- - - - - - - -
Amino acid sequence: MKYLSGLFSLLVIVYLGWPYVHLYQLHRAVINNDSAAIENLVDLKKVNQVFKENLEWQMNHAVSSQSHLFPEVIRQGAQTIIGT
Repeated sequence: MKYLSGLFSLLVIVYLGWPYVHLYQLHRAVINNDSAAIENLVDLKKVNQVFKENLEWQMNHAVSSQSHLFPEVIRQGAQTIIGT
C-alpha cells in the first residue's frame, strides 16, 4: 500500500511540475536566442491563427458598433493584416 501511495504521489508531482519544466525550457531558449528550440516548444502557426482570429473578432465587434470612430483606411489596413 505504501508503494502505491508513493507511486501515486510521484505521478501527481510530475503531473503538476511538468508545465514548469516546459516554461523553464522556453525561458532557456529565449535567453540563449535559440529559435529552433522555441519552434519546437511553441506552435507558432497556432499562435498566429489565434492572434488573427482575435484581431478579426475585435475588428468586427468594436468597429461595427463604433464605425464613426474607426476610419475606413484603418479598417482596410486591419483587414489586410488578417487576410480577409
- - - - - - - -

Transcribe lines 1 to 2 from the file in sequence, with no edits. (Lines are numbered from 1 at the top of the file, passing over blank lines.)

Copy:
Amino acid sequence: MKYLSGLFSLLVIVYLGWPYVHLYQLHRAVINNDSAAIENLVDLKKVNQVFKENLEWQMNHAVSSQSHLFPEVIRQGAQTIIGT
Repeated sequence: MKYLSGLFSLLVIVYLGWPYVHLYQLHRAVINNDSAAIENLVDLKKVNQVFKENLEWQMNHAVSSQSHLFPEVIRQGAQTIIGT